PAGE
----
With Avila on DL, the future is now for McCann

Catching prospect known for keeping meticulous notes on pitchers, hitters

With Avila on DL, the future is now for McCann

DETROIT -- Sometimes Brad Ausmus likes to throw a joke into his pregame media sessions. Other times, he just likes to see if anybody is paying attention. So when Ausmus was asked if he felt rookie catcher James McCann was ready to handle the Tigers' pitching staff, he threw a punchline out.

"James can handle it," Ausmus said. "I think his dad's a rocket scientist."

The usual news conference laughter ensued. Ausmus was smiling, but apparently serious.

"No, I think he's actually a rocket scientist," Ausmus followed.

This is actually true. McCann's father is a mechanical engineer in the aerospace industry in Santa Barbara, Calif. Projects on which he has worked have ended up on the moon, on Mars and in orbit around the Earth. His son never considered that path.

"I was a really good student and kept my grades up so I could go out and play baseball," McCann said. "My dad was really strict about grades."

The young McCann is now handling Detroit's pitching staff. Considering how much the Tigers' success hinges on its starting pitching, it merely seems like a low-pressure situation by comparison.

It's a role the 24-year-old McCann has been groomed for, dating back to his days working with Drew Smyly and others at the University of Arkansas. With Alex Avila on the disabled list with a loose body in his left knee, it's McCann's role for at least the next few weeks, a little ahead of schedule.

In the process, it's a chance for Detroit to see how far No. 5 prospect McCann has come.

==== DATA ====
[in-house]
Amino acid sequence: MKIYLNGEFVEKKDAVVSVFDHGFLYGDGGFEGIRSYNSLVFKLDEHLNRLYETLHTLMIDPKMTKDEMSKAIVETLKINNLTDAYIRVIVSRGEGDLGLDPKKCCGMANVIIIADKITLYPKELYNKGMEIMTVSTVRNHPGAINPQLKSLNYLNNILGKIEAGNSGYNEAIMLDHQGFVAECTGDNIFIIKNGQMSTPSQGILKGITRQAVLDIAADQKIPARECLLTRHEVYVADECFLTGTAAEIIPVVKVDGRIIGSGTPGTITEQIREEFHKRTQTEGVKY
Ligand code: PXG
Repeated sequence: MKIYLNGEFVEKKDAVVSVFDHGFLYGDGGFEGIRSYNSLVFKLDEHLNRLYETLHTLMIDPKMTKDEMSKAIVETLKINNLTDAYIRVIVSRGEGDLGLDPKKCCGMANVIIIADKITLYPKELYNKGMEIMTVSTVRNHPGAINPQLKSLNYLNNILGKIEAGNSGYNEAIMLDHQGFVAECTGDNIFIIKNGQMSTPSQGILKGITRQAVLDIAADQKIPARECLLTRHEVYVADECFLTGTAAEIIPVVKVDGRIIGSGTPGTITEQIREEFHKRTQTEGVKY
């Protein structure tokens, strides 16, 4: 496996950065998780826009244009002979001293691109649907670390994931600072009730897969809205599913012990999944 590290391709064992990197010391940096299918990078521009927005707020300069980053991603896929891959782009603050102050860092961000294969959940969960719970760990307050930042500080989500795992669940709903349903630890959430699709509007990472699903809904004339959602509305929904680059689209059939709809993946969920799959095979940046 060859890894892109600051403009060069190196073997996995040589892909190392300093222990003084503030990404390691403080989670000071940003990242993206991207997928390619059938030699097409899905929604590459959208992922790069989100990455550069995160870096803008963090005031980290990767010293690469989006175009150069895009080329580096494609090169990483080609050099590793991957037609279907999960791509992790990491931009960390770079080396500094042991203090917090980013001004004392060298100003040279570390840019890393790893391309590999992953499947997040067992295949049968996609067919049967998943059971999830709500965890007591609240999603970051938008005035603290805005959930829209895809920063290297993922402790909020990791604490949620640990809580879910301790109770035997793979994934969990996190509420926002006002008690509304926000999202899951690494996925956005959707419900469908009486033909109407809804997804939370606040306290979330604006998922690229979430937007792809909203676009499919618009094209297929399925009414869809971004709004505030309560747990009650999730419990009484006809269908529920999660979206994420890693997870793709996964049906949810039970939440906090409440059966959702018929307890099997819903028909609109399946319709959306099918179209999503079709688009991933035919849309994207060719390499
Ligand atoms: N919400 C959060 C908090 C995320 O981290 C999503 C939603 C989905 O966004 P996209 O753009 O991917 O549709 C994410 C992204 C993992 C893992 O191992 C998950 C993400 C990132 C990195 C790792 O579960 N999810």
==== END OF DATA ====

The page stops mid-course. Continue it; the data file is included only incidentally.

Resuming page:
"I think he can handle it," said vice president of amateur scouting David Chadd, who drafted McCann with the team's top pick in the second round of the 2011 Draft. "I think he's ready to handle it. But until he goes out there and takes on the job, you don't know."

Must C: Inside-the-parker

The Tigers have had a knack over the years for finding catching talent at other positions. Brandon Inge was a college infielder and pitcher before Detroit drafted him in 1998 with the intention of putting him behind the plate. Avila converted from corner infielder to catcher for a season at the University of Alabama before the Tigers drafted him in 2007. McCann has been a catcher since high school, and he has been learning the craft at each step along the way. He became known in the farm system for keeping a notebook, chronicling not only pitchers he faces but also the hitters, a habit he started at Arkansas.

As far back as last fall, president/general manager Dave Dombrowski said team officials felt McCann was ready to be a Major League catcher. He started two games in September, one of them a critical matchup between Justin Verlander and the Royals, and made an impression.

"He did a great job," Verlander said at the time. "I can't say enough about how he did back there. We were on the same page a lot. What an incredible job he did for the first time."

Tigers' double play

McCann caught David Price, Anibal Sanchez and Shane Greene over the weekend, and he has caught Kyle Lobstein multiple times during his impressive start. While Sanchez has had two rough starts pitching to McCann, including Saturday, he likes what McCann brings to the role.

"I don't have a complaint about him," Sanchez said. "I think McCann called a great game. He's a good friend for me."

The bigger question going into this season was whether the Tigers could play McCann enough alongside Avila to continue his development. Avila has been helping play a part in his growth.

"You never want to see anybody get hurt, especially a guy like Alex who's been around as long as he's been around and been the rock behind the plate that he's been for the last several years," McCann said. "But I'm looking forward to stepping into the role. But he's one heckuva leader, and he has come around and helped me out. To step into a situation and have a guy like that, that has the experience and the knowledge to share it with me [is a big help]."

Jason Beck is a reporter for MLB.com. Read Beck's Blog and follow him on Twitter @beckjason. This story was not subject to the approval of Major League Baseball or its clubs.